The series finale of Lost happened way back in 2010, and despite many a fan being less than pleased about how it ended, it’s taken seven whole years to find out what the creators had planned for its original ending.
Showrunners Damon Lindelof and Carlton Cuse spoke with and revealed that they initially wanted the show’s last episode to end with a fight on an erupting volcano. In the show, the evil contained on the mysterious island setting was held back by a metaphorical cork, and the producers decided that an active volcano was the best way to “visualize and dramatize the idea that the island itself is all that separates the world from hellfire and damnation.”
“We were going to have lots of seismic activity,” Cuse explained, “and ultimately, there was going to be this big fight between the forces of good and the forces of evil, which ended up in the series manifesting as Jack and The Man in Black, in the midst of magma. Magma spewing everywhere!”
Even after all these years, I’m still obsessed with Lost. I’ve been to countless Lost-related events in the past decade - many of which included panels and speeches from the show’s cast and crew - and I’ve heard pretty much every possible story about the making of the influential sci-fi series. But this is the first time I’m hearing this one, and it makes perfect sense. The showrunners even seeded the possibility of ending on a giant volcano fight back in season 3, during a scene that takes place in a Dharma Initiative classroom in which a volcano is prominently seen.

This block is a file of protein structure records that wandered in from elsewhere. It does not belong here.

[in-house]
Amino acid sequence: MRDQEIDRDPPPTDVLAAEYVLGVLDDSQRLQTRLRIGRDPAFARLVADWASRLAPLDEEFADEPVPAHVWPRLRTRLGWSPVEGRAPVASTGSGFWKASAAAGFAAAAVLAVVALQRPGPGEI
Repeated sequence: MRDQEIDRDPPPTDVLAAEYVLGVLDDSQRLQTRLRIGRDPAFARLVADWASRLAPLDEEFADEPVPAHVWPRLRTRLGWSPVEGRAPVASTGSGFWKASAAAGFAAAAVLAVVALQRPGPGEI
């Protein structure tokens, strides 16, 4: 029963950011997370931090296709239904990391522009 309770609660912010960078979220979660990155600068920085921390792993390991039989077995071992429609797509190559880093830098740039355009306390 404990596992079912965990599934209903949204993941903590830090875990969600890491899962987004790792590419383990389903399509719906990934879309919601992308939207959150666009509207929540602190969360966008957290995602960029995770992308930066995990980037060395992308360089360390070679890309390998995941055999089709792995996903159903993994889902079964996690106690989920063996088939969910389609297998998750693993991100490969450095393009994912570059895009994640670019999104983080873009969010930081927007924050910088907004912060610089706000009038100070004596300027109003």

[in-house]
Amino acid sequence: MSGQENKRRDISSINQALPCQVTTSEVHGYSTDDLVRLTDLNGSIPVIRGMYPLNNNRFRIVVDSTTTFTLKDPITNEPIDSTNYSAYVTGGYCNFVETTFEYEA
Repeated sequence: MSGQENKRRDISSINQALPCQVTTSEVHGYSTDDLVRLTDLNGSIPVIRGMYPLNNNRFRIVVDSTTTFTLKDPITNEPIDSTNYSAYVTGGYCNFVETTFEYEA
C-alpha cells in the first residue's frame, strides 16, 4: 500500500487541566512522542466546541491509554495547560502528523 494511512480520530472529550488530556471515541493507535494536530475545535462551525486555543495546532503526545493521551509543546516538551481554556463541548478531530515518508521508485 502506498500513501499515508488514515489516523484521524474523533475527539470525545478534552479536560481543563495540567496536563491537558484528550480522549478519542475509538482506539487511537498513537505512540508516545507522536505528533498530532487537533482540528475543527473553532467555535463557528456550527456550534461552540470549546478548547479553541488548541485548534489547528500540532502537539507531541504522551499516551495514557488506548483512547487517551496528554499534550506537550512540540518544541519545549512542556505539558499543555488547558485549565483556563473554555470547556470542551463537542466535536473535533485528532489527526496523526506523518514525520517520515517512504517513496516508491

Ultimately, though, the network couldn’t justify the cost of transporting the cast and crew to a Hawaiian volcano to film the scene, especially since the Temple set (as seen in the final season) was more expensive to construct than originally anticipated. In the actual ending of the show, the fight between Jack (Matthew Fox) and the Man in Black (Terry O’Quinn) happens, but it takes place on the edge of a cliff instead of an erupting volcano.
That’s not nearly as impressive as a fight on a volcano, but Lindelof is looking on the bright side. “The other thing that happened was that we remembered Revenge of the Sith, and that big epic battle between Anakin Skywalker and Obi-Wan Kenobi, in the midst of a volcanic planet. We knew whatever we did was going to look Mickey Mouse next to it.” I don’t think anyone’s looking at Revenge of the Sith as a high point of the Star Wars franchise, but point taken. Whatever TV budget they had to work with was probably pennies compared to what George Lucas was throwing around for his movie.